Marty Price introduces the challenges with the criminal justice programs in the United States, that are the same today as they were in 2001 when he wrote this piece. Price, the founder and director of the Victim-Offender Reconciliation Program, explains in a straightforward manner why restorative justice would be a good method to try. He teaches restorative justice practices around the world, and is a consultant and trainer for various mediation programs across the Americas. The article begins with information about retributive justice, a concept that is “offender centered” with little victim involvement. Price goes on to compare retributive justice and restorative justice, mentioning that restorative justice focuses on healing rather than punishment. In restorative justice, the victims are able to ask the offenders questions such as, “Why did you do this to me? Was this my fault? Could I have prevented this?” This leads not only to a healing process, but also to forgiveness.
Price, Marty. “Personalizing Crime.” Victim-Offender Reconciliation Program. Charlotte, NC, 2001. Web. June 2014. <http://www.vorp.com/articles/justice.html>.
The Little Book of Restorative Justice (p. 6-11, 20-23, 40-44, 49-53, 59-70)
This book is an important block in the foundation of restorative justice because the author Howard Zehr, who is often considered “the pioneer” of restorative justice, provides a starting point for understanding the complexities of restorative justice. This version of the publication has additional commentary from Ali Gohar, a friend of Zehr and fellow pioneer. Gohar saw similarities between restorative justice and some of the practices from his homeland, and wanted to add information for the Pakistani-Afghan audience. Although the entire book is fascinating, certain pages have been highlighted. On pages 6-11, Zehr introduces the modern restorative justice movement and its definition. Pages 49-53 explain the different methods of restorative justice, including restorative circles, family meetings, and victim-offender mediation. In the final chapter of the book, which begins on page 59, Zehr goes deeper into the retributive justice v. restorative justice debate. Overall, the book thoroughly and accurately depicts the modern restorative justice movement and the problems it can potentially solve.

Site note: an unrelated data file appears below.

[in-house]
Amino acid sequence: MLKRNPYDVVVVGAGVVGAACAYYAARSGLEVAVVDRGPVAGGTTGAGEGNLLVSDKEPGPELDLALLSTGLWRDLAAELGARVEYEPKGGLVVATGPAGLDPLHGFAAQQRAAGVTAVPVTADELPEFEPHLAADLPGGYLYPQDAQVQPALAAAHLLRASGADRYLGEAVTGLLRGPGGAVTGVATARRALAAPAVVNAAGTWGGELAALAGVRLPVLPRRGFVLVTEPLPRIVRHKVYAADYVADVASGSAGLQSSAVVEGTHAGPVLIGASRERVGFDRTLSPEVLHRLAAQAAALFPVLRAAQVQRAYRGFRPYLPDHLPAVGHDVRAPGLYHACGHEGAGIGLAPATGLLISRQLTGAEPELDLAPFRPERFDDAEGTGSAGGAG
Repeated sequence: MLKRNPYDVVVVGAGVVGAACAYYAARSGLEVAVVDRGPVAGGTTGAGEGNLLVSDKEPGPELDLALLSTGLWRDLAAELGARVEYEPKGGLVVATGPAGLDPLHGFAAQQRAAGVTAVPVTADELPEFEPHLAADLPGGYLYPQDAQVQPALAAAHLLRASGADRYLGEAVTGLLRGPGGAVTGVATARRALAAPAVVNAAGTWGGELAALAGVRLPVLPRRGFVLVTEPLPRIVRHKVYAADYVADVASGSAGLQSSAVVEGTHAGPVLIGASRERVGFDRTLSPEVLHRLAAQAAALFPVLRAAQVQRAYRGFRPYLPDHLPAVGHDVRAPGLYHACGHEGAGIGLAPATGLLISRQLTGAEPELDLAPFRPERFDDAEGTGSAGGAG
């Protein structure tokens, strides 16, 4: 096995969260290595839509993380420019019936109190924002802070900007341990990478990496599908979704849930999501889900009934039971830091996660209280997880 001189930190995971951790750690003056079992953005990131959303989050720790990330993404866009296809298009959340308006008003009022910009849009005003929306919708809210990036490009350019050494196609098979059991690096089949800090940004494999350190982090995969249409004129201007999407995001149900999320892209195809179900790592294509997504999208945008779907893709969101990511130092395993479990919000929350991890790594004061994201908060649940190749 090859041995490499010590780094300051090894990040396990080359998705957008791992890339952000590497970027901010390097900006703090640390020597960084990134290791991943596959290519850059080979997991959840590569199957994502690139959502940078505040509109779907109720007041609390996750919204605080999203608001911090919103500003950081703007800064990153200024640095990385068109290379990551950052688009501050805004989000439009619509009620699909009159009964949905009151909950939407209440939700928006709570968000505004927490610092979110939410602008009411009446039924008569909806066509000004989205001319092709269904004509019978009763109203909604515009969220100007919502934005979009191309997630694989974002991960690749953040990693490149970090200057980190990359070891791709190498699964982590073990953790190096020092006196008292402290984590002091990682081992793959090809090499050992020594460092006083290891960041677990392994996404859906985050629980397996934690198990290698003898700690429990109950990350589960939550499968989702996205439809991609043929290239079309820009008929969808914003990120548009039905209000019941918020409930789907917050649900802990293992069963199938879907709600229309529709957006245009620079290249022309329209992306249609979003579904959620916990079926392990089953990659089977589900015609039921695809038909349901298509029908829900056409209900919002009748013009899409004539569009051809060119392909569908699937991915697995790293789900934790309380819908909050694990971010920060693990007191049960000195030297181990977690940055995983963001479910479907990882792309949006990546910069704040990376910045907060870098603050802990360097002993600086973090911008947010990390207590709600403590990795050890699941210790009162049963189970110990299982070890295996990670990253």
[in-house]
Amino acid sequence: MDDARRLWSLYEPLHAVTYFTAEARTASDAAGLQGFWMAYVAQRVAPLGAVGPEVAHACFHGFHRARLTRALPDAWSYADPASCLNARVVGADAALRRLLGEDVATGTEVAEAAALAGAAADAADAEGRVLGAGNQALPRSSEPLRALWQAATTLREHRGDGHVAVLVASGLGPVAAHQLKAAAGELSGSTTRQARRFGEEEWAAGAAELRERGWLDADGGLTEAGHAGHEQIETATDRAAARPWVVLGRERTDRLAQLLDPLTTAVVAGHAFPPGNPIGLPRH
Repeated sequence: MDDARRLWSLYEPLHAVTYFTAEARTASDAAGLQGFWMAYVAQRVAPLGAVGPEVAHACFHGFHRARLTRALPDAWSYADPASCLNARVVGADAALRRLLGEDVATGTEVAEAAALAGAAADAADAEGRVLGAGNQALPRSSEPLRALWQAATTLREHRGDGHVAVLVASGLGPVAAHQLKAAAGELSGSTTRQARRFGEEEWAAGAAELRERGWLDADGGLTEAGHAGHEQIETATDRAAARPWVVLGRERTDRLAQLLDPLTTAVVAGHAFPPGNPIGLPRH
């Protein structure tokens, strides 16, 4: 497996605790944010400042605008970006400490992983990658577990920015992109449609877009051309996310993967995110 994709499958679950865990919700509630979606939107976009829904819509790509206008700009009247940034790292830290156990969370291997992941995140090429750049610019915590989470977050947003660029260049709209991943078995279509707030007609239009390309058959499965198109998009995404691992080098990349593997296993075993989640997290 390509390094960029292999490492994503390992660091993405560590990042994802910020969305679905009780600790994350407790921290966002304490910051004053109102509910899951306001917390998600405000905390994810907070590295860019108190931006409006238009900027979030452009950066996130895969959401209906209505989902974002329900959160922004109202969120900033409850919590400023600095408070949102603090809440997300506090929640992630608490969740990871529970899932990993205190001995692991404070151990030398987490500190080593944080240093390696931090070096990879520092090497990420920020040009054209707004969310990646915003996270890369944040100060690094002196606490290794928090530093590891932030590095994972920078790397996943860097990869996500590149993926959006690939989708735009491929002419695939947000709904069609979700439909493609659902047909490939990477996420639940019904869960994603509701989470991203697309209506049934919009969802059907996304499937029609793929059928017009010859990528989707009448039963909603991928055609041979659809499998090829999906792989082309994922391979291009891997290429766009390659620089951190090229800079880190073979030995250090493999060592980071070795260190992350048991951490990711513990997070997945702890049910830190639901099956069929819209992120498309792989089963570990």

Zehr, Howard and Ali Gohar. The Little Book of Restorative Justice. Pakistan: October 2003. p. 6-11, 20-23, 40-44, 49-53, 59-70. Web. June 2014. <http://www.unicef.org/tdad/littlebookrjpakaf.pdf>.
An overview of restorative justice around the world (p. 2-4, 9-16)
Daniel W. Van Ness wrote this article while working at Prison Fellowship International (PFI) in 2005. PFI is a group that is made up of volunteers who provide support for those who have been hindered by prison systems around the world. Van Ness wrote this article to inform the public about restorative justice practices worldwide. On pages 2-4, he describes restorative conferences and circles utilized by indigenous people in different parts of the world, which leads to his central argument that restorative practices can be used anywhere. The essential portion of this article appears on pages 9-16, where Van Ness talks about various examples of restorative justice. He highlights the Young Persons and Their Families Act of 1989, which was implemented in New Zealand to help keep youth out of the court system. This process allows youth to face their actions and stay on a focused path—something that the court system could potentially take away from them.
Van Ness, Daniel W. “An overview of restorative justice around the world.” Washington, DC: Centre for Justice & Reconciliation at Prison Fellowship International, 22 April 2005. (p. 2-4, 9-16). Web. July 2014. <https://assets.justice.vic.gov.au/njc/resources/c4518c8a-c200-4623-afd1-42e255b62cf9/01+an+overview+of+restorative+justice.pdf>.
Restorative Justice: Save the Prisoners, Save the Neighborhood
This is a close-to-home, opinionated answer to the questions, “What is restorative justice and why should it be utilized?” Jenkins defines restorative justice in her article by looking at the purpose of prison, and concludes that restorative methods are better for the community as a whole. Jenkins herself has taught in the Los Angeles Unified School District for over 40 years, and is a self-proclaimed Democratic activist. Her exploration of the California prison system led to her discovery of the abuse that inmates are subjected to on a daily basis. She concluded from her research that a prevalent result of the current prison system is recidivism, a relapse into criminal behavior after justice has been served for a previous crime. Jenkins calls attention to the fact that former prisoners also do not have the right to vote. Ultimately, she believes in the importance of reintegrating former prisoners into society. Overall, the article provides positive information about restorative justice, but mainly focuses on introducing the topic and explaining why it could be useful.
Jenkins, Rosemary. “Restorative Justice: Save the Prisoners, Save the Neighborhood.” CityWatch. Los Angeles, California: 15 July 2014. Web. 17 July 2014. <http://www.citywatchla.com/lead-stories-hidden/7202-restorative-justice-save-the-prisoners-save-the-neighborhood>.